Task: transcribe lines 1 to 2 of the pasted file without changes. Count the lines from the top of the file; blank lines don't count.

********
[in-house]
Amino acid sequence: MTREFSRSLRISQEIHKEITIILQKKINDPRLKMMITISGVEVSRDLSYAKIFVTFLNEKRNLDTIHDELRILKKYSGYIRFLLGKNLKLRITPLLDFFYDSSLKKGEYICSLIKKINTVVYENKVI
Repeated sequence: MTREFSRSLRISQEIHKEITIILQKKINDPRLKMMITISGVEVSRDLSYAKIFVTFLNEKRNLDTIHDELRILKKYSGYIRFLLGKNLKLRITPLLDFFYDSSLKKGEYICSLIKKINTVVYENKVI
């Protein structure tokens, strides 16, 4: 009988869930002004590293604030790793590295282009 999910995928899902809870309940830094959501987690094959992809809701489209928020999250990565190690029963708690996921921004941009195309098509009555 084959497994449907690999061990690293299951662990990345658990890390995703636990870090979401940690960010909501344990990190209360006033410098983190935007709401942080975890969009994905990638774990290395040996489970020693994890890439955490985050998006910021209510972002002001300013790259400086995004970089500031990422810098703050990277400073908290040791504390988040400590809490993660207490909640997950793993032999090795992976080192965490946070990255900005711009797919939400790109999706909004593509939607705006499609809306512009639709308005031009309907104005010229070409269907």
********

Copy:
[in-house]
Amino acid sequence: MTREFSRSLRISQEIHKEITIILQKKINDPRLKMMITISGVEVSRDLSYAKIFVTFLNEKRNLDTIHDELRILKKYSGYIRFLLGKNLKLRITPLLDFFYDSSLKKGEYICSLIKKINTVVYENKVI